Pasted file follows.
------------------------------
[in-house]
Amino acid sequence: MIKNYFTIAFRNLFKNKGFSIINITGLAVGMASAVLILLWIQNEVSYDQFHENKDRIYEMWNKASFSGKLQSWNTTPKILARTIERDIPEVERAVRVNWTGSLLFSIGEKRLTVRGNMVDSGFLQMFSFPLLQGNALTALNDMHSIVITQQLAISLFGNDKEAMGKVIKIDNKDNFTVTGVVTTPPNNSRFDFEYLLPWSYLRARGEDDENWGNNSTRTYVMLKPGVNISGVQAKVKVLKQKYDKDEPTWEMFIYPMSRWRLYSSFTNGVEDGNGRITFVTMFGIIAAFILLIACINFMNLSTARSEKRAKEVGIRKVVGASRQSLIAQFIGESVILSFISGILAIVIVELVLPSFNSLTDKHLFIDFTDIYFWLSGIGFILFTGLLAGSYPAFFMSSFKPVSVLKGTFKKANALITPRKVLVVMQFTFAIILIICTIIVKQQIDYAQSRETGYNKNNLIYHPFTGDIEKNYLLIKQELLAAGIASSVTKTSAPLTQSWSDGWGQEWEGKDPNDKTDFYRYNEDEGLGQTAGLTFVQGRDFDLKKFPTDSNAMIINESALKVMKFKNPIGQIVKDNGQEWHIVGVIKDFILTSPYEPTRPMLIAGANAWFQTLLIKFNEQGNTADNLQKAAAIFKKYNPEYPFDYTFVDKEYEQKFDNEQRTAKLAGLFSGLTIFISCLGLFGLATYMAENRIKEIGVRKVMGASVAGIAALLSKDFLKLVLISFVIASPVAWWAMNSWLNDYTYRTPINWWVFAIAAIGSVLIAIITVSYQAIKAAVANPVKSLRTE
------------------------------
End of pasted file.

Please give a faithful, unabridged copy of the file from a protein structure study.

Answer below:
[in-house]
Amino acid sequence: MIKNYFTIAFRNLFKNKGFSIINITGLAVGMASAVLILLWIQNEVSYDQFHENKDRIYEMWNKASFSGKLQSWNTTPKILARTIERDIPEVERAVRVNWTGSLLFSIGEKRLTVRGNMVDSGFLQMFSFPLLQGNALTALNDMHSIVITQQLAISLFGNDKEAMGKVIKIDNKDNFTVTGVVTTPPNNSRFDFEYLLPWSYLRARGEDDENWGNNSTRTYVMLKPGVNISGVQAKVKVLKQKYDKDEPTWEMFIYPMSRWRLYSSFTNGVEDGNGRITFVTMFGIIAAFILLIACINFMNLSTARSEKRAKEVGIRKVVGASRQSLIAQFIGESVILSFISGILAIVIVELVLPSFNSLTDKHLFIDFTDIYFWLSGIGFILFTGLLAGSYPAFFMSSFKPVSVLKGTFKKANALITPRKVLVVMQFTFAIILIICTIIVKQQIDYAQSRETGYNKNNLIYHPFTGDIEKNYLLIKQELLAAGIASSVTKTSAPLTQSWSDGWGQEWEGKDPNDKTDFYRYNEDEGLGQTAGLTFVQGRDFDLKKFPTDSNAMIINESALKVMKFKNPIGQIVKDNGQEWHIVGVIKDFILTSPYEPTRPMLIAGANAWFQTLLIKFNEQGNTADNLQKAAAIFKKYNPEYPFDYTFVDKEYEQKFDNEQRTAKLAGLFSGLTIFISCLGLFGLATYMAENRIKEIGVRKVMGASVAGIAALLSKDFLKLVLISFVIASPVAWWAMNSWLNDYTYRTPINWWVFAIAAIGSVLIAIITVSYQAIKAAVANPVKSLRTE